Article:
Restaurant Rules

Illustration by Kate Feiffer

Bemused readers ask novelist Nicole Galland for her take on navigating the precarious social landscape that comes with living on the Vineyard. Nicole, who grew up in West Tisbury, is known locally as the co-founder of Shakespeare for the Masses at the Vineyard Playhouse. Her combined knowledge of both this Island and the world’s greatest melodramas compels her to help prevent unnecessary tragedy wherever possible. Nicole’s latest novel, “Stepdog,” has recently been published. Trying to untangle a messy Island ethics or etiquette question? Send it to

Dear Nicole,

My husband and I both know a lot of people on the Island, and when we eat out, there are generally people at the restaurant whom we know. People often stop by our table, or we stop by theirs, to say hello. When we stop by someone’s table, we purposefully keep it short and friendly. On too many occasions, however, someone comes by our table to say hello and then continues to stand there and chatter on through much of our meal. Naturally, this is not a big problem, given the world’s issues, but on this Island it’s a common one. Don’t you think it’s time for some rules of the restaurants here?

Confidentially Yours,



Dear Diner,

Queries including “Don’t you think it’s time for some rules …” always make me nervous, in part because making something a rule requires it to be brought up at town meeting, where it would steal focus from more important things like affordable housing. So no, I don’t think there should be a rule. But I do think there should be a strategy for dealing with people who are too self-involved and/or clueless to realize when they are being (and I mean this in the nicest way possible) a boor. Or a bore.

Ultimately the solution is, “Let them know you do not want to continue talking to them.” If they’re enjoying the status quo and you’re not, they have no motivation to change it, so it’s up to you. But there are various ways to communicate that, and some are kinder than others. Kindness matters in a small community. Generally, there are two ways to give someone (let’s call him Frank) the Restaurant Brush-Off. One approach makes Frank feel like an unwanted outcast, and the other makes him feel like he’s your appreciated intimate who’s socially savvy, even if he’s not. Guess which one I’m about to advocate for?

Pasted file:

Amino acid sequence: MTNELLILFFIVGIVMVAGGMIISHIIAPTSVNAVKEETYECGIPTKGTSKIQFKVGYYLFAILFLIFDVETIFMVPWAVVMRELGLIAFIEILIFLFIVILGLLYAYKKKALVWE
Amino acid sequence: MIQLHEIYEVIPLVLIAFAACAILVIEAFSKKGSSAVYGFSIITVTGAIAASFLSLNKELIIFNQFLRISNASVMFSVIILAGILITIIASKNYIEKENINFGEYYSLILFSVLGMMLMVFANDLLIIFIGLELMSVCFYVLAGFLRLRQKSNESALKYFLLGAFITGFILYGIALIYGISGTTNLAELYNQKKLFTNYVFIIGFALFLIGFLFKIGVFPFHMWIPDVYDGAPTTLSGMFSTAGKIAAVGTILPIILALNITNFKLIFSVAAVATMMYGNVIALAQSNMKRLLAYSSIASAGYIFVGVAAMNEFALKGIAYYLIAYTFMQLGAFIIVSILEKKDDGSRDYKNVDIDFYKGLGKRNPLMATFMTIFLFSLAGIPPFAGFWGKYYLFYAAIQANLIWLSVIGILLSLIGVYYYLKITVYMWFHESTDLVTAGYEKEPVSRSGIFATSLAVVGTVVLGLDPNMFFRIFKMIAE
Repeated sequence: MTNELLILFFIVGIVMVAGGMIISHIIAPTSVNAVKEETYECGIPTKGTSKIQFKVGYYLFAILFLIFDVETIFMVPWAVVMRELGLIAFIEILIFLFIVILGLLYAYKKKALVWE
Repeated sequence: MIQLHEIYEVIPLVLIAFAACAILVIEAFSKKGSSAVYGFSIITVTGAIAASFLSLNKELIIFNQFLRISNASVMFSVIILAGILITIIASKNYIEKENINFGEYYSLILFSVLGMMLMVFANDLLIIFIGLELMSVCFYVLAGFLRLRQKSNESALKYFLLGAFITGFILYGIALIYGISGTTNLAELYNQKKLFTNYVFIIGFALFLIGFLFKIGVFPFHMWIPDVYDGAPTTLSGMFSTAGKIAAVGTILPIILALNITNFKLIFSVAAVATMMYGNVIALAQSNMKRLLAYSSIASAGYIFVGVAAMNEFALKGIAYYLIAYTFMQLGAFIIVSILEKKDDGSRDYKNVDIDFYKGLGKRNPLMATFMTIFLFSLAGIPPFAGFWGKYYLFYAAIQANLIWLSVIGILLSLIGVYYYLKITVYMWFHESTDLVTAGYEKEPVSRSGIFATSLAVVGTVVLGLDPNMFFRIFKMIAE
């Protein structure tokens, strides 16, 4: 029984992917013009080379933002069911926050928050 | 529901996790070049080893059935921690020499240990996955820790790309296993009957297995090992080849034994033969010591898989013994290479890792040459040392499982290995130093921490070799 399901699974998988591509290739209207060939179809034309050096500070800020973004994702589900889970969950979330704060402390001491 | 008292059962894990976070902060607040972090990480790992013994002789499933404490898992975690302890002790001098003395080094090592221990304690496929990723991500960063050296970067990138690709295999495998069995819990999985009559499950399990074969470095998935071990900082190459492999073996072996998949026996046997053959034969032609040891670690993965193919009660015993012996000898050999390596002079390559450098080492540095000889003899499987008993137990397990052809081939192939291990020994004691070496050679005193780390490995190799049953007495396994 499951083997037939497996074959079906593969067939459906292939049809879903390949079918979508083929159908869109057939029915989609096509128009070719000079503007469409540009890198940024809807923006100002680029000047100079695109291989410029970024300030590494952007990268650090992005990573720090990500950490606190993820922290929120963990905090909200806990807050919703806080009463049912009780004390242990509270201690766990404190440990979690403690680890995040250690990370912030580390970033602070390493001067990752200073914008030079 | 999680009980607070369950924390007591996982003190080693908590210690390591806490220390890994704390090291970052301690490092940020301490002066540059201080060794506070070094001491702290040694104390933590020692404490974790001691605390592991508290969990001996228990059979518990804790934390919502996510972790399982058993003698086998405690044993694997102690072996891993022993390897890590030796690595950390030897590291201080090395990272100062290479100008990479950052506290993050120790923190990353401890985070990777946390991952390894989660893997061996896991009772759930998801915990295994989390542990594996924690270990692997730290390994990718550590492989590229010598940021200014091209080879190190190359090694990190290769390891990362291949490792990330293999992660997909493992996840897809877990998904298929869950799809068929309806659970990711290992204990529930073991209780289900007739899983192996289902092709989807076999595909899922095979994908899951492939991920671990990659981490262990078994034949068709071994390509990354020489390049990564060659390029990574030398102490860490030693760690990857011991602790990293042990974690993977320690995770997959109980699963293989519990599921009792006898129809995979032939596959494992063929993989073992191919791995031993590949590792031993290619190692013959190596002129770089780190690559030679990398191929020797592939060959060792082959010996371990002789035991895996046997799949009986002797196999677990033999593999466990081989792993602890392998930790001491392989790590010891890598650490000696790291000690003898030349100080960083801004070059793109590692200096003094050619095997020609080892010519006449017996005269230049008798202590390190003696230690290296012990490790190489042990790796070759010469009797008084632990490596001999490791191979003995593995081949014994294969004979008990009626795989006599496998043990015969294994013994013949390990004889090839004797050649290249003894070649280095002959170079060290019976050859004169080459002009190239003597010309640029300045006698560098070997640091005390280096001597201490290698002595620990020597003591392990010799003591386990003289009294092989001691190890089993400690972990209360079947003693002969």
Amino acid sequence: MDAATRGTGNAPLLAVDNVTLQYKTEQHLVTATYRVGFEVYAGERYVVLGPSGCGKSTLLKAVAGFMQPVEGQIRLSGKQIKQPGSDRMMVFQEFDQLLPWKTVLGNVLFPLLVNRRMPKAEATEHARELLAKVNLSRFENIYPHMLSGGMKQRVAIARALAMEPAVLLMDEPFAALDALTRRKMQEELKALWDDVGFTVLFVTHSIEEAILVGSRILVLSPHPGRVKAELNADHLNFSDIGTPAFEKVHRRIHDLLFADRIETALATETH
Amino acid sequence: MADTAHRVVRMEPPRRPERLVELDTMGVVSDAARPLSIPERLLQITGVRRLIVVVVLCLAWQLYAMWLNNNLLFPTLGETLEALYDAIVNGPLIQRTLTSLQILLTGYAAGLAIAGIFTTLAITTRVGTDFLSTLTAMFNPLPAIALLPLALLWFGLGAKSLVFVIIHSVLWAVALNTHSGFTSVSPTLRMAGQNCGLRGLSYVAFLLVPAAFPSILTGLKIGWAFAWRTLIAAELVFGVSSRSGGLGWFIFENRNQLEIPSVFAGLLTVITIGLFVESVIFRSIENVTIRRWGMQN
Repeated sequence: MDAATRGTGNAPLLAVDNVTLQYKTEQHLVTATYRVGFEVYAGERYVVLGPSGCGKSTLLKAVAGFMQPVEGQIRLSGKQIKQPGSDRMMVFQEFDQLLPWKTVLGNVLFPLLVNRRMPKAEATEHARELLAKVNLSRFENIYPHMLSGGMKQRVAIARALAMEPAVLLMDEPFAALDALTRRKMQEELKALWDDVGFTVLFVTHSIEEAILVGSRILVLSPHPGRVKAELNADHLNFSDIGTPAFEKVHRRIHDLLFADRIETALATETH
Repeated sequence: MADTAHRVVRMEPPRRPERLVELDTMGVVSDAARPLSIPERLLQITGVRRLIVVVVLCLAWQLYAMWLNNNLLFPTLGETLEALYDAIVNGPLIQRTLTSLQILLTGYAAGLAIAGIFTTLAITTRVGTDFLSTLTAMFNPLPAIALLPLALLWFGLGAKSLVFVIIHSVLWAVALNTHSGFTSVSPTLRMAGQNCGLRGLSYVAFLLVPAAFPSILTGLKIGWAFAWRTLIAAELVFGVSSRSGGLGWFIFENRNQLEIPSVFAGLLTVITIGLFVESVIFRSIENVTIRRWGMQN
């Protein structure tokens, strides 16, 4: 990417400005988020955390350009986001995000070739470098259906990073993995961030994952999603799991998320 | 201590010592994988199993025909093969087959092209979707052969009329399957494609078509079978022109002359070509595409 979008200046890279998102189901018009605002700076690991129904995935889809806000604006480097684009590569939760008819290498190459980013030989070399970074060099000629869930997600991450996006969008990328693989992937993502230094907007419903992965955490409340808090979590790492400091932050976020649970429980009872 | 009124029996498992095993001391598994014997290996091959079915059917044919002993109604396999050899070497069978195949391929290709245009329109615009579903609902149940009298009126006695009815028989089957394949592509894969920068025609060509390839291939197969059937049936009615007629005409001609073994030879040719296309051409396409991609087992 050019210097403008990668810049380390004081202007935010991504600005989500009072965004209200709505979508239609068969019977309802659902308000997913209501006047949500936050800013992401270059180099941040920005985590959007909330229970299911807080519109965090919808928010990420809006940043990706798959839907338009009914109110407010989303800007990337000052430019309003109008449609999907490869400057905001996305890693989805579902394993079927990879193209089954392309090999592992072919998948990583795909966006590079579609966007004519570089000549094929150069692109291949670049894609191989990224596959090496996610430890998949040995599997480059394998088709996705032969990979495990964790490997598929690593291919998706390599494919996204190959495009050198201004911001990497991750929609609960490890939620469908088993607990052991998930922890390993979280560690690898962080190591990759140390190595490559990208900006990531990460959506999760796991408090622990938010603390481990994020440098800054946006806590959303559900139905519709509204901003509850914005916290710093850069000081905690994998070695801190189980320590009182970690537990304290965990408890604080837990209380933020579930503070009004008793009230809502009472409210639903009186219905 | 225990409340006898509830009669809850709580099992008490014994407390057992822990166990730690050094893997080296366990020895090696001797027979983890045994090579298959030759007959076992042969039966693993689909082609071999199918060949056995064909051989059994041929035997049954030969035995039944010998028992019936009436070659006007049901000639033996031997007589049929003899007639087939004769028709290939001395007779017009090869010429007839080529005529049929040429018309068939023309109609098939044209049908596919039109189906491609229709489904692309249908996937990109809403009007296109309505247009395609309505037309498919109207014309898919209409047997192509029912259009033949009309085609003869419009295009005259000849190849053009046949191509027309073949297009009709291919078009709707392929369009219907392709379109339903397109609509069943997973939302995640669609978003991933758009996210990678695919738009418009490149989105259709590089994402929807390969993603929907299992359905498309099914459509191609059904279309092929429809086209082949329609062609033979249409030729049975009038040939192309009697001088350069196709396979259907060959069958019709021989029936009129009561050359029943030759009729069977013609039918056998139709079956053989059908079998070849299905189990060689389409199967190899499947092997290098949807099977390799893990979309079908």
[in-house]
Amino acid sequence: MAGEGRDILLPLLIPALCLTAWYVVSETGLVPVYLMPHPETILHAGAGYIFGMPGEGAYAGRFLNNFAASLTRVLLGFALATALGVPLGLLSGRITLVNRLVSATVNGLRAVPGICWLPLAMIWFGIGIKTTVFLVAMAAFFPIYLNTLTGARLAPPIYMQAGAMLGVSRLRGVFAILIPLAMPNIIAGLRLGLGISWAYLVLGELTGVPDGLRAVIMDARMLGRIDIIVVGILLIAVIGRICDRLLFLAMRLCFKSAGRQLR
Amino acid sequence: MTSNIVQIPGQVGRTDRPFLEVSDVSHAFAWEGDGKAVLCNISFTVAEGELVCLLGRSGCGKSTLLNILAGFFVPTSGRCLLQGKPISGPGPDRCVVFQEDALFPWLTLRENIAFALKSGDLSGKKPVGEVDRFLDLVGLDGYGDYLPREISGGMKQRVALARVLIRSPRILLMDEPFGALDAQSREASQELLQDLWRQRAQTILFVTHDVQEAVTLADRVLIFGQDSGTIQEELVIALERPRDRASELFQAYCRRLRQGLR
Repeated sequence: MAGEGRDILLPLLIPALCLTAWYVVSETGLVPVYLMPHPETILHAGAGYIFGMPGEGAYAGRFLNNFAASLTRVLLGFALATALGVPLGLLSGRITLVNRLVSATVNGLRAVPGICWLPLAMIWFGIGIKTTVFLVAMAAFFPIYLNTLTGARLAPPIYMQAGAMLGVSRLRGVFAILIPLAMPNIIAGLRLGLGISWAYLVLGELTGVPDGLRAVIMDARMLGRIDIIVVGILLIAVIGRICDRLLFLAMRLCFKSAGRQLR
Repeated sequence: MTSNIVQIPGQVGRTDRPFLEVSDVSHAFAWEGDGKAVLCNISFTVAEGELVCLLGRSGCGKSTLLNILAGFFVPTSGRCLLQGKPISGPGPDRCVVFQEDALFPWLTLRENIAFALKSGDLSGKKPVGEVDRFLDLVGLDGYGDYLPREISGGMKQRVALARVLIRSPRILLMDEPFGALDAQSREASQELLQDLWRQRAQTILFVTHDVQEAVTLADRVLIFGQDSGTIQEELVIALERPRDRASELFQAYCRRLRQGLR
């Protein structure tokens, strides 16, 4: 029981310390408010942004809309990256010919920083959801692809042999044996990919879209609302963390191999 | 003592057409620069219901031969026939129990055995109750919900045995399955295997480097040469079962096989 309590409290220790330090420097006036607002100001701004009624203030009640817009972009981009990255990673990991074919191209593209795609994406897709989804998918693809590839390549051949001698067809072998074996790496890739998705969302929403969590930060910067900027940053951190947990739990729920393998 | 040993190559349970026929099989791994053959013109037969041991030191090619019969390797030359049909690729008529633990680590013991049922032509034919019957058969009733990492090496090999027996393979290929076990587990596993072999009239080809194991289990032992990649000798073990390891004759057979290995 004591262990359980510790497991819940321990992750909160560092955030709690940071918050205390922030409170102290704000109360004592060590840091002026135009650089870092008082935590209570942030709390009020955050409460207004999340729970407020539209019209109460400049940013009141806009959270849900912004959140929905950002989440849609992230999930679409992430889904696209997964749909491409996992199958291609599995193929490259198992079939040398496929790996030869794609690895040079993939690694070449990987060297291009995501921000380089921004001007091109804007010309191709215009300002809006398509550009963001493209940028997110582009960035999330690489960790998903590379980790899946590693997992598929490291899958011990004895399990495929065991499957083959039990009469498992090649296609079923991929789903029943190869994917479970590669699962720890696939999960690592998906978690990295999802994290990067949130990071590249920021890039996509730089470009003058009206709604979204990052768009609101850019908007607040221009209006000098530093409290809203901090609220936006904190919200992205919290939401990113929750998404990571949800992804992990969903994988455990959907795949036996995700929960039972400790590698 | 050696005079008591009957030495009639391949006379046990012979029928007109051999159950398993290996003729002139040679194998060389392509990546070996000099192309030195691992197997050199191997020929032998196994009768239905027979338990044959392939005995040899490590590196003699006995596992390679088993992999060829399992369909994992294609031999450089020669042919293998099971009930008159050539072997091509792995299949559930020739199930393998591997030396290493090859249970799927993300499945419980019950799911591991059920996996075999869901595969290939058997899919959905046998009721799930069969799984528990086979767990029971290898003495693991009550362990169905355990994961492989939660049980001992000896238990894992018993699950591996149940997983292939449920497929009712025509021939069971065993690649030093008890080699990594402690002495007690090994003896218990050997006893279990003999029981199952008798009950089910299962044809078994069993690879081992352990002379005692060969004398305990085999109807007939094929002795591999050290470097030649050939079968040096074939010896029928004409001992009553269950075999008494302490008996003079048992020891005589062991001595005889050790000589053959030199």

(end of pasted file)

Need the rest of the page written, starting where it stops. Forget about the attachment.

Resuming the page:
The bluntest approach is “We’re trying to have a quiet dinner alone,” but while that is honest, it’s not very gracious, so don’t say that. The blunt approach sounds like you’re correcting Frank, maybe even chastising him for actively doing something wrong; he’s likely to slink away feeling uncouth, and who wants to make another person feel uncouth? (If you were comfortable doing that, my guess is you’d just do it, rather than writing me for advice.)

In contrast, try something like the following — and be sure to use a little confiding smile, or this approach won’t work. Say something like, “This is the first time my husband and I have even seen each other since the Derby started, so we’re feeling a little antisocial, if you get my drift,” or “This is a very rare date night for us — you know what those are like, right? — and the babysitter needs us home by 10.” Something that suggests to Frank that there’s a private, time-sensitive Thing going on with you and your spouse, that you trust him to understand because he’s that kind of guy. Things that Frank feels he’s getting privileged information about, ’cuz, y’know, he’s a buddy. This way, he gets the message to leave you alone in a manner that lets him feel like an insider, by the very act of your dismissing him. (Hence the importance of the confiding smile.) He’s contributing to your having a good evening because he’s going to leave you alone now! Isn’t Frank awesome? Bet none of the other people who try to chat you up all evening have half the sensitivity or understanding that he does. “Good ol’ Frank,” thinks Frank as he returns to his own table.

He would never get to feel that if you’d just said, “We’re trying to have a quiet dinner alone here.”

Is this dishonest? In a way. It’s the kind of dishonesty that occurs when you ask someone, “How are you?” and they reply “Fine,” even if they’re not fine (which they probably aren’t if it’s, say, February). It’s the kind of dishonesty practiced when somebody says “Have a nice day” even though 99.9 percent of the time, they don’t care what kind of day you have. It’s the white-lie dishonesty of social graciousness, and it helps ensure we all feel good about sharing the same small Island with one another.

That’s my take.



This article by Nicole Galland originally appeared on